It’s a shame really because, deep down, I’m fine wearing a pair of old jeans from ‘Marks & Sparks’.

A free country… Sort of

April 15, 2010

It’s just fantastic that we can go wherever we want, quickly and without limits, and without the feeling that we‘re being watched. Its wonderful being able to drive as quickly as you want without any fear of being told off. I love being able to say whatver I want to say whenever I want to say it.

Sorry, did I just say you could do all of those things? I must be mistaking you for someone who lives in a free country, because we obviously don’t. 

As this small island nation progresses further into the twenty first century, it seems that in order to progress in a healthy and safe way, every aspect of our lives must be monitored, checked, double checked, surveyed, and finally analysed so that any future activities can be restricted further.

Apparently it is for our benefit, but really? For our benefit? Seems more like the governments benefit to me.

Let’s start with my first statement: That we can go wherever we want, quickly, and without limits or the feeling that we are being watched. This is in no way true.

If you decided to drive, right now, to, let’s say, Buckingham Palace for some sight seeing. You would think that your government would want you to see the main home of your monarch from the comfort and five star safety of your own car. Don’t be silly. If it were up to them, you would be feeding off of moss in some horrible prison where stabbists and window lickers can be found. Instead, you are not allowed anywhere near Buckingham Palace in a car for ‘security reasons’. What security reasons? I’m as English as a cricket bat and a piece of fruit cake. And I’ve had a letter from the Queen, se we’re like, best mates. I’m not going to want to put her corgis in a food blender.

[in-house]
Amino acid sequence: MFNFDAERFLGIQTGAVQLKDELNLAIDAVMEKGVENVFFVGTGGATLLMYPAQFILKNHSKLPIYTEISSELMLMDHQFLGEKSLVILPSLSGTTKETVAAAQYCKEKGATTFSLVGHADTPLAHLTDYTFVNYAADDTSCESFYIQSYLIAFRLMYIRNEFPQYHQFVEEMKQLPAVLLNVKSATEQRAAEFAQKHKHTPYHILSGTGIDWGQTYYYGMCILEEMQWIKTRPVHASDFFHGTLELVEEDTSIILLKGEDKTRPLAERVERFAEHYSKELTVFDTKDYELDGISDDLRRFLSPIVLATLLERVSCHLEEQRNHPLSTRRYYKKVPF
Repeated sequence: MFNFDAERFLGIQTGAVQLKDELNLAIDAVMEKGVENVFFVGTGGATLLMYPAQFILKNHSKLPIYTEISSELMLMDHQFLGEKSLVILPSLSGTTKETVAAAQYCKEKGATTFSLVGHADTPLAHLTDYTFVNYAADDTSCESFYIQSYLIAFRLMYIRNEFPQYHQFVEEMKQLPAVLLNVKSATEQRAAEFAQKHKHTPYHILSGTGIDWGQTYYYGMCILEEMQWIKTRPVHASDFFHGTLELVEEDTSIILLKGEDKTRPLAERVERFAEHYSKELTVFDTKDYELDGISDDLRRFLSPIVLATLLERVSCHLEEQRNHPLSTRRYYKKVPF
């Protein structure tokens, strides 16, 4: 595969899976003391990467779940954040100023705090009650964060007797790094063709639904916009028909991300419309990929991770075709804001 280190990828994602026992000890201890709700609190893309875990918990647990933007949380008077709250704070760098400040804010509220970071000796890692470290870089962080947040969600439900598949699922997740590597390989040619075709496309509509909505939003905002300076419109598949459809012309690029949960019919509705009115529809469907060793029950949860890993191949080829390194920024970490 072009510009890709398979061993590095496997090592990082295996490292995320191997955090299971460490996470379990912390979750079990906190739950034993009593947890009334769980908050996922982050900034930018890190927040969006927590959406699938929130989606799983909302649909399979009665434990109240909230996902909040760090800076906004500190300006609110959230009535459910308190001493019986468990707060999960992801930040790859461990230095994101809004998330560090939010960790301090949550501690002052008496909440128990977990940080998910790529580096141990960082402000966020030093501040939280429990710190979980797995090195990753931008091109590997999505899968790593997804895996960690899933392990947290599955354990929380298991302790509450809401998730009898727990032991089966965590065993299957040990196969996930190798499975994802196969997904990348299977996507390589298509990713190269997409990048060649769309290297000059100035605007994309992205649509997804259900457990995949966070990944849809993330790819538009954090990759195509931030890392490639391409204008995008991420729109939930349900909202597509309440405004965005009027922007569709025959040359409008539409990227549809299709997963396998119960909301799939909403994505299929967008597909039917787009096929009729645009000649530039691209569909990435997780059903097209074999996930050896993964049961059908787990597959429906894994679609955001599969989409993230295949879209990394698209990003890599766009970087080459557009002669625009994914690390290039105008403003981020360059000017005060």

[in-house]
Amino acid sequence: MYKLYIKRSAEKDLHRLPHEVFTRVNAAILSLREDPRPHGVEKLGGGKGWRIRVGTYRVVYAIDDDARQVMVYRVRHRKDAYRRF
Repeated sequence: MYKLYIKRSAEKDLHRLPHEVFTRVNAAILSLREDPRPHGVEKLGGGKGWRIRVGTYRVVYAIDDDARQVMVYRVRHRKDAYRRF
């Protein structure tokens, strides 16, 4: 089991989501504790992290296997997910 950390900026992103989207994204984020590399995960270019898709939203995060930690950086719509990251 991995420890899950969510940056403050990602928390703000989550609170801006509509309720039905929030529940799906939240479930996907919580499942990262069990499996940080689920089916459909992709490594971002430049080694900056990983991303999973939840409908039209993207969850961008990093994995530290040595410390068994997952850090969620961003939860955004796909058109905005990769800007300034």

Not only would they not allow you to drive up to the palace, but they wouldn’t want you to drive to somewhere nearby either, unless you did so at a cool and collected top speed of eight miles per hour. In fact, they would prefer it if you didn’t drive at all because you would be endangering foxes and honey badgers.

Then there is the feeling that you are constantly being watched. Nowadays, in Britain, there are approximately 4.2 million cameras. 4.2 million! And that’s just the surveillance cameras. But there are speed cameras, mobile cameras, private cameras, and, in the near future, talking cameras, that will tell you that you are being a bit cheeky by putting your can of expensive and taxed fizzy cola down on the ground, and that you must put it in the recycling bin like a good chap. This is the biggest waste of money since an MP bought a duck house, because if we have people that will stamp on a homeless person until he dies, what notice will they take of a talking camera?

So we can’t go where we want, at the speed we want.

But what about my second statement? That we can say what we want whenever we want? “Of course we can” you’re shouting. Its one of our basic human rights. Not in this country it’s not. Every single thing that anyone says is put up against an imaginary scale of offence and racism.

You cannot call a black person black because it might offend them. So what are they then? What should I call them? You cannot call someone who looks Chinese a Chinese person just in case they are Japanese, or Thai, or Korean, or Vietnamese. You see my point. It really is ridiculous.

So what is my conclusion? In the name of progression and multiculturalism, we are sacrificing our rights and our ability to do what we want. It stands to reason that in a few years time we will reach a barrier where we will not progress at all because everyone is afraid to say anything, for fear of imprisonment.

Apparently, we do not live in a democracy, as No. 10 would have us believe. Instead, we live in a communal dictatorship in which everyone has the power to have someone fined or put behind bars, with the stabbists.

If I were you, I would create my own country, because otherwise free countries will become extinct.

The start

March 18, 2010

If you are looking to play the guitar, or indeed any kind of musical instrument, starting it because you have to will almost certainly end in disaster or in you becoming unhappy. That is something that everyone should avoid. 

If however you are saying to yourself: “Ah-ha, the guitar! That would be a fun!”, then strap yourself in and prepare yourself for the magical journey which is playing guitar. It may not be easy, and sometimes it can be a bit repetitive, but it is certainly worth it. 

The guitar is without a doubt the coolest instrument to play; A theatrical mixture of drama, passion and enjoyment. Look at the people who have played guitar in the past: Eric Clapton, Django Reindhardt, Jimi Hendrix, Bob Dylan… could you honestly look any of those greats in the face and say: “you’re rubbish at guitar and as cool as an Albanian turnip farmer who works at B & Q part time”. The answer is obviously no. You couldn’t because by doing that you are proclaiming to the world that you hate all things good and you should stop reading this and go back to acquiring photographs of paving slabs for your album.